On the night of August 26th 1940, 29 bombers from the Royal Air Force launched an attack on Berlin, in response to a Luftwaffe attack on London three days earlier, marking the first offensive against the German capital during World War II.
Another attack would follow on August 28th and from September 6th the Royal Air Force would begin to carry out regular nighttime attacks on Berlin – resulting in air war casualties among the civilian population in the Nazi capital for the first time.
In response to this new threat Nazi leader, Adolf Hitler, demanded the widespread construction of air raid shelters and appointed his chief architect and general building inspector for the Reich capital, Albert Speer, responsible for the implementation of what would become known as the Führer-Sofortprogramm or Luftschutz-Sofortprogramm in Berlin.
Three sets of Flak Towers would be constructed to protect the city. One built near the Berlin Zoo in the west, another in Friedrichshain to the east, and the third in Humboldthain to the north. The triangulation of fire from these three installations would mean that the sky above Berlin’s central Mitte district would become the most dangerous area in the Nazi capital for enemy bombers to fly through.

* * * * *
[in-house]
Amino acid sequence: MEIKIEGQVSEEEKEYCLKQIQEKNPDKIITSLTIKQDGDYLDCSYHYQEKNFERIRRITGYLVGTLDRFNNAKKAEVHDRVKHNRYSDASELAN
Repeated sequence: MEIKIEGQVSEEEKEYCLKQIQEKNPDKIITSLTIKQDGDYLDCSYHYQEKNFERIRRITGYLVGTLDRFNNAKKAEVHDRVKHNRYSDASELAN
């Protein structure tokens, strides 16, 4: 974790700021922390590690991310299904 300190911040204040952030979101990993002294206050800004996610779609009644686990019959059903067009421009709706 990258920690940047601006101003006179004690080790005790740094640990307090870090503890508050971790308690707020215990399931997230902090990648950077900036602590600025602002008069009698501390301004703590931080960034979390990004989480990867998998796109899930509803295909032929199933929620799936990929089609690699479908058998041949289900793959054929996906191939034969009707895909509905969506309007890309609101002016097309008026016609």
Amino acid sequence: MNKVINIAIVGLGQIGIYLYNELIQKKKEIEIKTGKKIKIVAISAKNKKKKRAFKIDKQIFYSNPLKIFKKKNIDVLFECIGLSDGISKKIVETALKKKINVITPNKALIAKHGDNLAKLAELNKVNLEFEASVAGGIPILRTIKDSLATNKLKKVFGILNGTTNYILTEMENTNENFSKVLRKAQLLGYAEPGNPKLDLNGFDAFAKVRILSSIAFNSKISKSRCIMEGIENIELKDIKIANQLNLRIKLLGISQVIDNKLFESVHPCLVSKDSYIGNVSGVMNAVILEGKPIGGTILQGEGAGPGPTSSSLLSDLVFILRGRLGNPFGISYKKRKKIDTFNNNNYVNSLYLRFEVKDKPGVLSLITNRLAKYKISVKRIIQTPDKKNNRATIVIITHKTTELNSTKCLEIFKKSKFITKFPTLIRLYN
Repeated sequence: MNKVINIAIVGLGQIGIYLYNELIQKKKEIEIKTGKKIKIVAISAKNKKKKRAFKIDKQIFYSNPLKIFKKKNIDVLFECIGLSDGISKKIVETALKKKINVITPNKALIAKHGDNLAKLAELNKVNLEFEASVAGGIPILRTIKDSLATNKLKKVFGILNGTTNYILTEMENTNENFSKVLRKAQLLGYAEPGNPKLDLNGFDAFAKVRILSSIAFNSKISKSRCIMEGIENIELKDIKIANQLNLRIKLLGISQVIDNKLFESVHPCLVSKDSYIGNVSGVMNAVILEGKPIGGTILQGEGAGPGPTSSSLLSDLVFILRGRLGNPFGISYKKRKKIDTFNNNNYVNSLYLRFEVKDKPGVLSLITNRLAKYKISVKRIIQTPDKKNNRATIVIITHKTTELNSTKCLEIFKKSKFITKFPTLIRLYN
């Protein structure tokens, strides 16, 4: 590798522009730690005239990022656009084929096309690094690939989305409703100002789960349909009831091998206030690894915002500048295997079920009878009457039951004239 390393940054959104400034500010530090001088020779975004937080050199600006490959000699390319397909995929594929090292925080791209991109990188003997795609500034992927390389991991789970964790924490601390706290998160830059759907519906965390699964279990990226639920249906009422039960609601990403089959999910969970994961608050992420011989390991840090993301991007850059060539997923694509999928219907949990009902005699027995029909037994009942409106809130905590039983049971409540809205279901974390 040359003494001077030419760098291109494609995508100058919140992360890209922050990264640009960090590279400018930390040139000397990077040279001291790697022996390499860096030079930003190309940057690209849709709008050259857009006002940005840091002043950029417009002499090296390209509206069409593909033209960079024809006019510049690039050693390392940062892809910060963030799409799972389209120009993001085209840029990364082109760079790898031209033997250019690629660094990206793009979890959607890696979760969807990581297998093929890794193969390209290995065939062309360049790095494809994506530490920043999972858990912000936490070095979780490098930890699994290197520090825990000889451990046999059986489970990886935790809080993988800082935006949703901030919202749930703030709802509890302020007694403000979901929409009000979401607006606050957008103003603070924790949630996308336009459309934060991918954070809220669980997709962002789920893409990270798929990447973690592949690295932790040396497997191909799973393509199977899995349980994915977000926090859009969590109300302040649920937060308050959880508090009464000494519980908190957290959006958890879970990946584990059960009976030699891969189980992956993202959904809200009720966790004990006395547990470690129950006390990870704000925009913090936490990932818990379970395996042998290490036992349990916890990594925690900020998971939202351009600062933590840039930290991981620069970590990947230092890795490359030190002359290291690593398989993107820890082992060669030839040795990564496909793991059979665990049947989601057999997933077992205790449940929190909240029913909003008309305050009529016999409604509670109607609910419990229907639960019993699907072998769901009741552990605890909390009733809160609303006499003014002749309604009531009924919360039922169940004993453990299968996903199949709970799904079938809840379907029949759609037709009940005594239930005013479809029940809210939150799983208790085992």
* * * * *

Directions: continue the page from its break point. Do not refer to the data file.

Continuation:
Apart from these three Flak Towers, other anti-aircraft defences would be scattered throughout Berlin. Smaller calibre guns installed on factory rooftops and wooden towers constructed in parks and open areas. The Flak Towers, along with other bunkers, would additionally provide shelter for thousands of civilians, housed hospitals, military command posts, and safeguarded valuable art and artefacts within their thick concrete walls.
When in October 1941, Flakturm II, located in Volkspark Friedrichshain, was completed, it featured a dual-turreted design – with the commanding G-Turm, equipped with heavy anti-aircraft guns, and the L-Turm, a guiding tower of lesser stature but equal importance designed as a command centre with the personnel there tasked with detecting incoming enemy aircraft.
The massive undertaking of constructing the Flak Towers involved extensive use of forced labourers and prisoners of war. Records indicate that over 1,600 tons of construction material were delivered daily by train, truck, and barge to build the Zoo tower, which was completed in April 1941 as the first of the trio.
Throughout the Second World War, the Allied forces dropped over 68,000 tonnes of bombs on Berlin in more than 360 attacks. By April 1945, the once-great city of Berlin lay in ruins, with over 35,000 civilian casualties.
Of the three Flak Towers built during the Nazi period, the Zoo Bunker was the only one to be totally destroyed. The land now used to house the park's extensive hippo enclosure.
During the Battle of Berlin (April 16th-May 2nd), the towers played a critical role in the city’s defence, with their heavy artillery lending support to the ground forces. At that time the towers were primarily controlled by youths aged 16 to 18, who served as Luftwaffe auxiliaries. They were accompanied by women and prisoners of war, all united in their efforts to protect the Nazi capital.